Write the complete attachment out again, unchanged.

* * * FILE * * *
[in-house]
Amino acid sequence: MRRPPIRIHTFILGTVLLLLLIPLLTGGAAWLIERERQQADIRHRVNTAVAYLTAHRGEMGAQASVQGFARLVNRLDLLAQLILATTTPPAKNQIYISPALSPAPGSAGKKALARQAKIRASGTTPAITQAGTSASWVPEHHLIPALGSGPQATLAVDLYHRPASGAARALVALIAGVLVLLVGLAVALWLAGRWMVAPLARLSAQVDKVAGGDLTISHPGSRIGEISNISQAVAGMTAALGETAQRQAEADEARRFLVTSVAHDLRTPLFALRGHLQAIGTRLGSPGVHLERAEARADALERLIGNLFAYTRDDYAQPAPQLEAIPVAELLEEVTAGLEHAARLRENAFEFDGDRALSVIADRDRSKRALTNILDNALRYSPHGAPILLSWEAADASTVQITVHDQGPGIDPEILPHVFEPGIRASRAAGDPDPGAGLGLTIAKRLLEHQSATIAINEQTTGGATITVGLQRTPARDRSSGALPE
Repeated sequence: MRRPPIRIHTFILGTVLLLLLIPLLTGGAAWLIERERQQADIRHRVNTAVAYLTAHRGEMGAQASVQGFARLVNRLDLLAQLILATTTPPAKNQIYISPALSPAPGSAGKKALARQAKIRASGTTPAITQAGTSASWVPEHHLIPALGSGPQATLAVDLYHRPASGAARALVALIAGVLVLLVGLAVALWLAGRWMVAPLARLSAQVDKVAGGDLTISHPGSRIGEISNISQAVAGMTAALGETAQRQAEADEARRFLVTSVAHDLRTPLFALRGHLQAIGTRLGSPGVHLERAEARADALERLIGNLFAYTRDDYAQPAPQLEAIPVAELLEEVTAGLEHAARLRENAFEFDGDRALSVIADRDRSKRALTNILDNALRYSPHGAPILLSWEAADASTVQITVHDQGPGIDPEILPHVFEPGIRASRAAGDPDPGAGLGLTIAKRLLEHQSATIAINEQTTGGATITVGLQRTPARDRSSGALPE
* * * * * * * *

[in-house]
Amino acid sequence: MRRPPIRIHTFILGTVLLLLLIPLLTGGAAWLIERERQQADIRHRVNTAVAYLTAHRGEMGAQASVQGFARLVNRLDLLAQLILATTTPPAKNQIYISPALSPAPGSAGKKALARQAKIRASGTTPAITQAGTSASWVPEHHLIPALGSGPQATLAVDLYHRPASGAARALVALIAGVLVLLVGLAVALWLAGRWMVAPLARLSAQVDKVAGGDLTISHPGSRIGEISNISQAVAGMTAALGETAQRQAEADEARRFLVTSVAHDLRTPLFALRGHLQAIGTRLGSPGVHLERAEARADALERLIGNLFAYTRDDYAQPAPQLEAIPVAELLEEVTAGLEHAARLRENAFEFDGDRALSVIADRDRSKRALTNILDNALRYSPHGAPILLSWEAADASTVQITVHDQGPGIDPEILPHVFEPGIRASRAAGDPDPGAGLGLTIAKRLLEHQSATIAINEQTTGGATITVGLQRTPARDRSSGALPE
Repeated sequence: MRRPPIRIHTFILGTVLLLLLIPLLTGGAAWLIERERQQADIRHRVNTAVAYLTAHRGEMGAQASVQGFARLVNRLDLLAQLILATTTPPAKNQIYISPALSPAPGSAGKKALARQAKIRASGTTPAITQAGTSASWVPEHHLIPALGSGPQATLAVDLYHRPASGAARALVALIAGVLVLLVGLAVALWLAGRWMVAPLARLSAQVDKVAGGDLTISHPGSRIGEISNISQAVAGMTAALGETAQRQAEADEARRFLVTSVAHDLRTPLFALRGHLQAIGTRLGSPGVHLERAEARADALERLIGNLFAYTRDDYAQPAPQLEAIPVAELLEEVTAGLEHAARLRENAFEFDGDRALSVIADRDRSKRALTNILDNALRYSPHGAPILLSWEAADASTVQITVHDQGPGIDPEILPHVFEPGIRASRAAGDPDPGAGLGLTIAKRLLEHQSATIAINEQTTGGATITVGLQRTPARDRSSGALPE